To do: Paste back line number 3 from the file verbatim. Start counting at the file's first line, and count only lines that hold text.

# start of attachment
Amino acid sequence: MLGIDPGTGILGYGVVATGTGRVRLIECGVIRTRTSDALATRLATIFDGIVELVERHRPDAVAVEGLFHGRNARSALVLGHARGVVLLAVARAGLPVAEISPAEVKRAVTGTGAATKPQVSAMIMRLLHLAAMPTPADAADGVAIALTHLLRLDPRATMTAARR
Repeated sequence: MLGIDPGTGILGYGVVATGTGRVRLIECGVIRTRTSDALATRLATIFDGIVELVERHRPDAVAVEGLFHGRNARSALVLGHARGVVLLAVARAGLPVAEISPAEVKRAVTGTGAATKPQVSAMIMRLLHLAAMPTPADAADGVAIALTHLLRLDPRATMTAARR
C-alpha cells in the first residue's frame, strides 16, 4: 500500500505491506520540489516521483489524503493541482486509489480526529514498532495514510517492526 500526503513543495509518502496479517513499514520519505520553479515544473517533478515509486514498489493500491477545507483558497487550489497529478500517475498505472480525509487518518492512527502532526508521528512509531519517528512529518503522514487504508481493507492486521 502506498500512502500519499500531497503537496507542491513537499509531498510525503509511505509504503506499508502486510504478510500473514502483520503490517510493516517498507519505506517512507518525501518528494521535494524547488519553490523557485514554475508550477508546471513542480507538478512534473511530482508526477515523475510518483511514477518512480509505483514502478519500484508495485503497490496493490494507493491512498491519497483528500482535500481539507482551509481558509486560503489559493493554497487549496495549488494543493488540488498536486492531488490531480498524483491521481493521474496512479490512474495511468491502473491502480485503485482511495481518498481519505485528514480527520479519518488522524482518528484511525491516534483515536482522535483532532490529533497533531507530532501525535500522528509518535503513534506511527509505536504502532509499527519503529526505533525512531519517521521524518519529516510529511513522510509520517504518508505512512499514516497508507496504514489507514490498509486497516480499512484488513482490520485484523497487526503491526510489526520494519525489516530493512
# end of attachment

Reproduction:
C-alpha cells in the first residue's frame, strides 16, 4: 500500500505491506520540489516521483489524503493541482486509489480526529514498532495514510517492526 500526503513543495509518502496479517513499514520519505520553479515544473517533478515509486514498489493500491477545507483558497487550489497529478500517475498505472480525509487518518492512527502532526508521528512509531519517528512529518503522514487504508481493507492486521 502506498500512502500519499500531497503537496507542491513537499509531498510525503509511505509504503506499508502486510504478510500473514502483520503490517510493516517498507519505506517512507518525501518528494521535494524547488519553490523557485514554475508550477508546471513542480507538478512534473511530482508526477515523475510518483511514477518512480509505483514502478519500484508495485503497490496493490494507493491512498491519497483528500482535500481539507482551509481558509486560503489559493493554497487549496495549488494543493488540488498536486492531488490531480498524483491521481493521474496512479490512474495511468491502473491502480485503485482511495481518498481519505485528514480527520479519518488522524482518528484511525491516534483515536482522535483532532490529533497533531507530532501525535500522528509518535503513534506511527509505536504502532509499527519503529526505533525512531519517521521524518519529516510529511513522510509520517504518508505512512499514516497508507496504514489507514490498509486497516480499512484488513482490520485484523497487526503491526510489526520494519525489516530493512